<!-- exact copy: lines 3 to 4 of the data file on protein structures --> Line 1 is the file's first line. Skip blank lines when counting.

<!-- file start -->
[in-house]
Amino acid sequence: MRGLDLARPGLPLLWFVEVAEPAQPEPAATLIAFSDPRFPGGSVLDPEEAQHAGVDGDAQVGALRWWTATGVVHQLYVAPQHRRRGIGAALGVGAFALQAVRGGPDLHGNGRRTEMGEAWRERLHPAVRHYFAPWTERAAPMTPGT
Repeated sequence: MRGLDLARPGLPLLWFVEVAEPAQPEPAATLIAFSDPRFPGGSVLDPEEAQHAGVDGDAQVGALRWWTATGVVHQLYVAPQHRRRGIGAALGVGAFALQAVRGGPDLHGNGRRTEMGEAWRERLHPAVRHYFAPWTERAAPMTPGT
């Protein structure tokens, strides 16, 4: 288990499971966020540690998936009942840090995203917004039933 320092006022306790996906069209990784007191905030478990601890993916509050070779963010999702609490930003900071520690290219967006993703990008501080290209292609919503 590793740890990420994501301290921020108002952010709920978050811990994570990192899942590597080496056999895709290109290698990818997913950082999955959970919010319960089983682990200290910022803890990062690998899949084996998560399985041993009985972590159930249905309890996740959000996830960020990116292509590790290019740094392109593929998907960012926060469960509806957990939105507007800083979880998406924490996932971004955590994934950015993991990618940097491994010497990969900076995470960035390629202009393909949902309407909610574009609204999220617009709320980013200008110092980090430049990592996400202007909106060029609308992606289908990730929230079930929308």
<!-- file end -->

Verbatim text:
Repeated sequence: MRGLDLARPGLPLLWFVEVAEPAQPEPAATLIAFSDPRFPGGSVLDPEEAQHAGVDGDAQVGALRWWTATGVVHQLYVAPQHRRRGIGAALGVGAFALQAVRGGPDLHGNGRRTEMGEAWRERLHPAVRHYFAPWTERAAPMTPGT
């Protein structure tokens, strides 16, 4: 288990499971966020540690998936009942840090995203917004039933 320092006022306790996906069209990784007191905030478990601890993916509050070779963010999702609490930003900071520690290219967006993703990008501080290209292609919503 590793740890990420994501301290921020108002952010709920978050811990994570990192899942590597080496056999895709290109290698990818997913950082999955959970919010319960089983682990200290910022803890990062690998899949084996998560399985041993009985972590159930249905309890996740959000996830960020990116292509590790290019740094392109593929998907960012926060469960509806957990939105507007800083979880998406924490996932971004955590994934950015993991990618940097491994010497990969900076995470960035390629202009393909949902309407909610574009609204999220617009709320980013200008110092980090430049990592996400202007909106060029609308992606289908990730929230079930929308």